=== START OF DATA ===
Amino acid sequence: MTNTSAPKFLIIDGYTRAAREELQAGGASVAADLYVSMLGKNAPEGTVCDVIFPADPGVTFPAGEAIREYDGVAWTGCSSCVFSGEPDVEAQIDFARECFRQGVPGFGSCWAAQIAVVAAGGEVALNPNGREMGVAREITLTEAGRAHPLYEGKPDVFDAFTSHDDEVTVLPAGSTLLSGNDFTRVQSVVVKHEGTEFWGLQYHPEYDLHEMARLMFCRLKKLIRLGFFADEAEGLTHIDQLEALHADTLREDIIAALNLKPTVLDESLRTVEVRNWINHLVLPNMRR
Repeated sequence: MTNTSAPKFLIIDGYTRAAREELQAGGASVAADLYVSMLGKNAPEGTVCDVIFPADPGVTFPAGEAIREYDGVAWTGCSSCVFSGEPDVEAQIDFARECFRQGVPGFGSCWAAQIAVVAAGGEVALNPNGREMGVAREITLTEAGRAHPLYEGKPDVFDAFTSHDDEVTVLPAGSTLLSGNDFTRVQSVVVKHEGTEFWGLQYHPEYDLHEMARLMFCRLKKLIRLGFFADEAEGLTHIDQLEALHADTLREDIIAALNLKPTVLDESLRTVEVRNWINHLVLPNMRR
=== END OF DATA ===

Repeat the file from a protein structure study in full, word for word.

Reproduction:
Amino acid sequence: MTNTSAPKFLIIDGYTRAAREELQAGGASVAADLYVSMLGKNAPEGTVCDVIFPADPGVTFPAGEAIREYDGVAWTGCSSCVFSGEPDVEAQIDFARECFRQGVPGFGSCWAAQIAVVAAGGEVALNPNGREMGVAREITLTEAGRAHPLYEGKPDVFDAFTSHDDEVTVLPAGSTLLSGNDFTRVQSVVVKHEGTEFWGLQYHPEYDLHEMARLMFCRLKKLIRLGFFADEAEGLTHIDQLEALHADTLREDIIAALNLKPTVLDESLRTVEVRNWINHLVLPNMRR
Repeated sequence: MTNTSAPKFLIIDGYTRAAREELQAGGASVAADLYVSMLGKNAPEGTVCDVIFPADPGVTFPAGEAIREYDGVAWTGCSSCVFSGEPDVEAQIDFARECFRQGVPGFGSCWAAQIAVVAAGGEVALNPNGREMGVAREITLTEAGRAHPLYEGKPDVFDAFTSHDDEVTVLPAGSTLLSGNDFTRVQSVVVKHEGTEFWGLQYHPEYDLHEMARLMFCRLKKLIRLGFFADEAEGLTHIDQLEALHADTLREDIIAALNLKPTVLDESLRTVEVRNWINHLVLPNMRR